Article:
Masonry Arch Assessment – Putney Bridge

Design and assessment to lift a Tunnel Boring Machine (TBM) by a mobile crane positioned on the surface of a masonry arch bridge spanning the River Thames. 

Andun were contracted by BAM, Morgan Sindall, and Balfour Beatty JV as part of the Thames Tideway Tunnel project.

Andun were approached by the client to undertake the engineering involved with positioning a 750Te crane on the bridge and abutments of Putney Bridge. The TBM weighed in excess of  84 tonnes.

Putney Bridge was originally constructed in 1886, and the structure was widened in 1933, it was necessary to determine if the structure was sufficiently robust for the applied loadings.

The assessment included consideration of the mobile crane (an LTM1750-9.1) operating on its wheel with a gross weight of 108 tonnes and axle loads of 12 tonne, and whilst operating on it’s outriggers with a maximum outrigger load in excess of 1500kN 

The requirement by local authorities that one lane of the bridge remain open during the lift for use by buses and emergency vehicles was an additional risk factor and design challenge. This required half the outriggers to sit on the pavement, which was far from ideal as live services existed beneath the footpath. These include 3 No. 24 inch cast iron water mains. A full analysis was undertaken to satisfy the asset owner that no damage would occur. A longitudinal strain analysis was carried out.

Proposed Design Concept

The crane was positioned on top of the bridge abutment with outrigger pads placed on top of navvy matts. The challenge of the pavement being at a different level to the road surface was to be solved by placing Ekki Matts on the road surface to create a level surface for the outriggers to sit on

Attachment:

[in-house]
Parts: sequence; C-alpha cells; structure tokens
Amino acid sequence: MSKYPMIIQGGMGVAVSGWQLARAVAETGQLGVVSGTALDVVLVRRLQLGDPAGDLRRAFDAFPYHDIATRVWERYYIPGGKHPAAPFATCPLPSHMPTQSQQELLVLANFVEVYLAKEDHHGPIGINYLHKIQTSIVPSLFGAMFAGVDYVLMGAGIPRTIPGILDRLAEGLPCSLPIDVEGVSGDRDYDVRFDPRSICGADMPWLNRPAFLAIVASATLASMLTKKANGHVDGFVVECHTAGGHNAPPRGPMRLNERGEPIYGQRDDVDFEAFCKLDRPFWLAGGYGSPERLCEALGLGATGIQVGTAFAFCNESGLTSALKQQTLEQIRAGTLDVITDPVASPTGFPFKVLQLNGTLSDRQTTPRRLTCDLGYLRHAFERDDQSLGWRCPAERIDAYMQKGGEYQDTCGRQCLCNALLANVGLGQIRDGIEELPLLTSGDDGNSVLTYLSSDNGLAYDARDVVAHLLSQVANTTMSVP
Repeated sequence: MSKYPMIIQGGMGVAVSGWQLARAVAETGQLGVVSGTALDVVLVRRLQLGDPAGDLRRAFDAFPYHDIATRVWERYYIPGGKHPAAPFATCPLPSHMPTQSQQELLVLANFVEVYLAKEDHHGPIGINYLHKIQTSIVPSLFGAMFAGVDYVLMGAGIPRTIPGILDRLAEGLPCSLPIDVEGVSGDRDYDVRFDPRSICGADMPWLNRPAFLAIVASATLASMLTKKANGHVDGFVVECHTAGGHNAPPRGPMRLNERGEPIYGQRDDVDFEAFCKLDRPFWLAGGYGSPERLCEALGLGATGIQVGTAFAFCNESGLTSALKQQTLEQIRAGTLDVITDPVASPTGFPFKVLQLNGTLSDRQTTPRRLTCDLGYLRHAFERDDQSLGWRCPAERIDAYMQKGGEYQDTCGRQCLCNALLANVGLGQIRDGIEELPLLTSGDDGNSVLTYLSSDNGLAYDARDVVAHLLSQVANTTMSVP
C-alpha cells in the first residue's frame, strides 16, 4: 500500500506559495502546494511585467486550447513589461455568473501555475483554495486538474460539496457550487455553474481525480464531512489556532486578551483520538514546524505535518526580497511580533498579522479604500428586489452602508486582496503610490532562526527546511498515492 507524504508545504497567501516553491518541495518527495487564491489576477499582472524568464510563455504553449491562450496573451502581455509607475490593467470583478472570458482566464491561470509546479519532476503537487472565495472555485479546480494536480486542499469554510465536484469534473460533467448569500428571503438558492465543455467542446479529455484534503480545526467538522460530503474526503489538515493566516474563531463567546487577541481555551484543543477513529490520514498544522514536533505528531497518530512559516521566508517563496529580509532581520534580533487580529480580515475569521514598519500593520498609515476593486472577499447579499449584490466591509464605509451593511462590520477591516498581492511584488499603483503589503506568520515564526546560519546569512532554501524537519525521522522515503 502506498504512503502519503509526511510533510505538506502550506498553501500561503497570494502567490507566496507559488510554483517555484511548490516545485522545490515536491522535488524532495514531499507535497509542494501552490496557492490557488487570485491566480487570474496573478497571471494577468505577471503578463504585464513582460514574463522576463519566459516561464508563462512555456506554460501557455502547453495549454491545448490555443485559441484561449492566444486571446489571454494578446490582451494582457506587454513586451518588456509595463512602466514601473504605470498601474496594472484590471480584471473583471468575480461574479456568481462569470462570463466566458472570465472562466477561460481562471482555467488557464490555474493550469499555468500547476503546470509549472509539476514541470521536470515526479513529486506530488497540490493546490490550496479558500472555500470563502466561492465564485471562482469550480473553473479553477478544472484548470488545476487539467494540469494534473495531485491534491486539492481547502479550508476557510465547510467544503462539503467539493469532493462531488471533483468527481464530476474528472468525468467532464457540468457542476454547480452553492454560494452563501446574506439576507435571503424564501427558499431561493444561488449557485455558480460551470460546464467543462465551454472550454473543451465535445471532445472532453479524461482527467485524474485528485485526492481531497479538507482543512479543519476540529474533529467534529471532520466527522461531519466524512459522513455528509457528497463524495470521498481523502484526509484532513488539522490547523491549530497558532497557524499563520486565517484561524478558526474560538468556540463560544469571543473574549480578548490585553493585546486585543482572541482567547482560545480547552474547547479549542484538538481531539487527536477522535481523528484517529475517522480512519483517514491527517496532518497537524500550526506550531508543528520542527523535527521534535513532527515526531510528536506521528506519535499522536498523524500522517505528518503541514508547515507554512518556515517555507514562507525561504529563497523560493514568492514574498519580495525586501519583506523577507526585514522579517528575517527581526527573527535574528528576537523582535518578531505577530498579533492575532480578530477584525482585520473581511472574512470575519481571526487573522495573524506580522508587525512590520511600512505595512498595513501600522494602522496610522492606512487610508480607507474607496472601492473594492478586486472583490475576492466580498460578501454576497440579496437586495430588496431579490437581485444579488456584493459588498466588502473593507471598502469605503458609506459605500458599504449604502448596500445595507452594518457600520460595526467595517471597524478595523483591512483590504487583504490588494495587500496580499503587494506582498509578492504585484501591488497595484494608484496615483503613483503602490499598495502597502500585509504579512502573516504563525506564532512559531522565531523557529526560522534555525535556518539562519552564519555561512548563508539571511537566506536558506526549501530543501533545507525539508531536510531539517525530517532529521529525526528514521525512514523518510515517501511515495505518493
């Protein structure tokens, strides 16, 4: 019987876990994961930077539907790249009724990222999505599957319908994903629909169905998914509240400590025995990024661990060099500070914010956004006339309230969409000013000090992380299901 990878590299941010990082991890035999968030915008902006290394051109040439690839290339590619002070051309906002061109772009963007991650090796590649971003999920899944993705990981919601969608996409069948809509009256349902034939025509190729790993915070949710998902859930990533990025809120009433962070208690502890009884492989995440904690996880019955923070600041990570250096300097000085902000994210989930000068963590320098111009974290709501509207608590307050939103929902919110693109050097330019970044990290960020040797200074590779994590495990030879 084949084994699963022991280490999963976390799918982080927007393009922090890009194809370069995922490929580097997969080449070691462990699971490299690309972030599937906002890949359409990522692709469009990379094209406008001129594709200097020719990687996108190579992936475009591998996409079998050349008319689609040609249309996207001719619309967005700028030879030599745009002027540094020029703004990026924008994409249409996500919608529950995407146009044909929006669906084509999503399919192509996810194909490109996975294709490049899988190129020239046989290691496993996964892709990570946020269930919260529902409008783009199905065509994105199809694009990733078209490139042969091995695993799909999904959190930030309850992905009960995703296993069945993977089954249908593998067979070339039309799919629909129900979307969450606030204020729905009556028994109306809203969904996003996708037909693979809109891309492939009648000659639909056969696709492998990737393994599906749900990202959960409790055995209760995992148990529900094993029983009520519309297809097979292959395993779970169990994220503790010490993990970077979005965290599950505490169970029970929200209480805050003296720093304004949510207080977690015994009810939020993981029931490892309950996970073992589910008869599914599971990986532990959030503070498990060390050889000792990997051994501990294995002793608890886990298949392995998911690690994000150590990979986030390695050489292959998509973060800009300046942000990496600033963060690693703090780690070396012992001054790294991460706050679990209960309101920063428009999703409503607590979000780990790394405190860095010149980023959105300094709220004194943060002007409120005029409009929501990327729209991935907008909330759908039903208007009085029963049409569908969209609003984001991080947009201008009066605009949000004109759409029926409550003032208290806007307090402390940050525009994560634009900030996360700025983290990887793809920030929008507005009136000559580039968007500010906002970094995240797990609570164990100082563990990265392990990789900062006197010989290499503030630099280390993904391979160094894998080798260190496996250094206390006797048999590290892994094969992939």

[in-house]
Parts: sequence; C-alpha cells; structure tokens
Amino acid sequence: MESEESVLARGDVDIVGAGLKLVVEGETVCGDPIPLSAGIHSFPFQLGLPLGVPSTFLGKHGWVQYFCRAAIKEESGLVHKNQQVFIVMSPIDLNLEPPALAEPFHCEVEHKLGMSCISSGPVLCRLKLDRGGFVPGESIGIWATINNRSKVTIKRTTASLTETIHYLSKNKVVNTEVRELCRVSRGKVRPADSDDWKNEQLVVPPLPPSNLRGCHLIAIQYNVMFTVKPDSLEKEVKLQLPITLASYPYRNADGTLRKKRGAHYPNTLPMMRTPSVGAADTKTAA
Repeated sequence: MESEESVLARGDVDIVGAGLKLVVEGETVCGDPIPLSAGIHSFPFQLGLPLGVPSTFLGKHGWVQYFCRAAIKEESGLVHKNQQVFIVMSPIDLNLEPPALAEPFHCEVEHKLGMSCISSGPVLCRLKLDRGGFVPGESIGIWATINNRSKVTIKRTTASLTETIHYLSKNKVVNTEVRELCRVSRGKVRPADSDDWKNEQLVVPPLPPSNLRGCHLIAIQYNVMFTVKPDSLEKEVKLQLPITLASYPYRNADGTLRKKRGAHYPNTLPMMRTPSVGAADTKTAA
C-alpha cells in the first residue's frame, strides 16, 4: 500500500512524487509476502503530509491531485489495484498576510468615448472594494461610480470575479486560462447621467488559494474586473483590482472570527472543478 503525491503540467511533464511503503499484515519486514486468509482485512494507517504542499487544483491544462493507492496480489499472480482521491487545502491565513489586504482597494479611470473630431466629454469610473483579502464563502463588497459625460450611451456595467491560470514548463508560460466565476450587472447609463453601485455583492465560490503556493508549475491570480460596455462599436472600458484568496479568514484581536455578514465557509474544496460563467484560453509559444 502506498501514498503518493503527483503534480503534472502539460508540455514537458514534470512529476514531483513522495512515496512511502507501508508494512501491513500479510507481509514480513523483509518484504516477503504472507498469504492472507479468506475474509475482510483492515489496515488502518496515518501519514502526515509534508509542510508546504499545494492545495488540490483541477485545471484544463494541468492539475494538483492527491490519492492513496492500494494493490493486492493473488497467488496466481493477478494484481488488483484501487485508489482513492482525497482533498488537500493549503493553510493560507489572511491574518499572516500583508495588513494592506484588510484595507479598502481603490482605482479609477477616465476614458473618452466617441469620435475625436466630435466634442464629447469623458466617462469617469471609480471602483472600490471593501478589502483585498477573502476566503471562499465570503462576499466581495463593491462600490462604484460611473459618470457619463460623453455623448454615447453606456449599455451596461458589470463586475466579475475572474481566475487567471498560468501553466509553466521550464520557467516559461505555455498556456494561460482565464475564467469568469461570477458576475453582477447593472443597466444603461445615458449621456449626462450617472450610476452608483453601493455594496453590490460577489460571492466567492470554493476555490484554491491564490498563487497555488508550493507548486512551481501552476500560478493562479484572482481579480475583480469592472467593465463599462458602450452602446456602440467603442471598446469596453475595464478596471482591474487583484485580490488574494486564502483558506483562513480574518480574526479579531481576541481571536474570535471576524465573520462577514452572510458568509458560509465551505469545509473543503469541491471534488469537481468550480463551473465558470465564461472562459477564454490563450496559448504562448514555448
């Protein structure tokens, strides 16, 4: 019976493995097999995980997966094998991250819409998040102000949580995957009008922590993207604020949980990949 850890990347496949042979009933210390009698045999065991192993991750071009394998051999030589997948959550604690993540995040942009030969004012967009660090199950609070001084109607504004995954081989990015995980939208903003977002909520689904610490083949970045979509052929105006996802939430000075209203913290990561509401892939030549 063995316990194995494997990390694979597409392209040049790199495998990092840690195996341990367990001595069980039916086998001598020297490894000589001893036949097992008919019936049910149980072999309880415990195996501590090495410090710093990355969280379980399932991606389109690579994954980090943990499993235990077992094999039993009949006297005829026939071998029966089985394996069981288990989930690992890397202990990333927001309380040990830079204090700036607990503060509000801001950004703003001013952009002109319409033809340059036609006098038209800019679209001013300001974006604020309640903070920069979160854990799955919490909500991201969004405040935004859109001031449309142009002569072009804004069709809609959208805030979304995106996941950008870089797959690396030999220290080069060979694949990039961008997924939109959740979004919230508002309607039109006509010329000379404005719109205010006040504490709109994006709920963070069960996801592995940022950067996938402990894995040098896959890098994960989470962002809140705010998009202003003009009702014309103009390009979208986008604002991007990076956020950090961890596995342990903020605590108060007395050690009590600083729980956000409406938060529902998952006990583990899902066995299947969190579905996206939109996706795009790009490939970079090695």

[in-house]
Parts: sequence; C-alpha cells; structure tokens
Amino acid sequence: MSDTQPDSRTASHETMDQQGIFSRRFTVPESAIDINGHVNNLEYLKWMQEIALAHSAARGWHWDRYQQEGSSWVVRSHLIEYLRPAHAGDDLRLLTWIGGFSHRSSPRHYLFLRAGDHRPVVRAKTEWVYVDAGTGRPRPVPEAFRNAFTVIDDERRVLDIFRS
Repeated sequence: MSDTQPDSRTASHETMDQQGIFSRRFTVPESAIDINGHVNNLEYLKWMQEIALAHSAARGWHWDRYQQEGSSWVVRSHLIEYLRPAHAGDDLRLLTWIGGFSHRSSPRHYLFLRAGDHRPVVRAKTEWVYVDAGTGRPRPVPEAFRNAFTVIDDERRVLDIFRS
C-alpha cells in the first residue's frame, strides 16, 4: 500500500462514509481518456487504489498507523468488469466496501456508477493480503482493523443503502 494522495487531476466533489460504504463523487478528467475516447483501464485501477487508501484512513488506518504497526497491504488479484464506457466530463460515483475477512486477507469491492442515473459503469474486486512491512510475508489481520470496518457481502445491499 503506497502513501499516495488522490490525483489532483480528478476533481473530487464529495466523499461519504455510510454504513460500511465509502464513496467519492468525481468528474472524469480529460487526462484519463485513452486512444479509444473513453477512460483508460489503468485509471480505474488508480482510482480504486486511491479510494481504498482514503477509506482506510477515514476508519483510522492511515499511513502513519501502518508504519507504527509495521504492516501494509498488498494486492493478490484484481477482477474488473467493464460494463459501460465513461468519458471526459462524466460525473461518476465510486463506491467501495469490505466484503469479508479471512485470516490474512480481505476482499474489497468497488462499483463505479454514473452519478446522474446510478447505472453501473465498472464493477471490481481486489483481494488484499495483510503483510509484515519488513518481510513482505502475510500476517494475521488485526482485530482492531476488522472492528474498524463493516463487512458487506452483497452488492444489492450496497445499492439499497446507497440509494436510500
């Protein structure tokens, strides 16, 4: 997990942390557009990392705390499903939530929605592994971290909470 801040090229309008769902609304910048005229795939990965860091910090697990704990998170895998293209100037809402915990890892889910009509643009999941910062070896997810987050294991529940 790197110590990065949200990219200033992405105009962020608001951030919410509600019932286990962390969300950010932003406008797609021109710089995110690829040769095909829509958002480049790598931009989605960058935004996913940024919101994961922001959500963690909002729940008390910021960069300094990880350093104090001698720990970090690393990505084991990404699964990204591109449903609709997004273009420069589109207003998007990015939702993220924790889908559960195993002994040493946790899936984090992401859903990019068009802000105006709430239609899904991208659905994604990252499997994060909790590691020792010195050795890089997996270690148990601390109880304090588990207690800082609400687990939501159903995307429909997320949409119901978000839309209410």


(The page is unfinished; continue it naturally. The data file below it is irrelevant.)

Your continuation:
Assessments were also required to demonstrate the ability of the abutment to take the load and the impact of the load on the arch of the Putney Shore Span. Our analysis indicated that the increase in bearing pressure was less than 9kN/m2. This was compared to the pressure beneath the foundation that the live load the bridge was designed to carry would cause, and the difference was considered negligible. 

Masonry Arch Analysis 

The original design calculations for the structure had been provided and were used as a starting point, and a sense check to ensure our answers were credible. 

A number of load cases were considered. Temperature effects were ignored given the nature and duration of the loads, coupled with the time of year the works were being undertaken. 

  1. Dead Load 
  2. Dead + Live load 
  3. Dead load + live load + crane operating
  4. Dead plus crane on wheels
  5. Dead, crane on wheels
  6. Live load + crane operation

The front 3 axles of the crane and the front 2 outriggers pads directly load the Putney shore span. The drawing below outlines the different load cases and the projects the expected line of thrust for each case. 

Design output:


Approval in Principle (AIP)



Andun also procured the Cat 3 check directly for the project, thereby providing a turnkey solution. The cat 3 check was undertaken by Crouch Waterfall. 

Following the assessment and approval by stakeholders, the tunnel boring machine was successfully lifted in February 2020. 

The picture below shows the TBM being lifted with traffic on the bridge at the same time, full access to the bridge was restored as per the contractors project plan.

Tideway Tunnel Boring Machine Lift Putney Bridge

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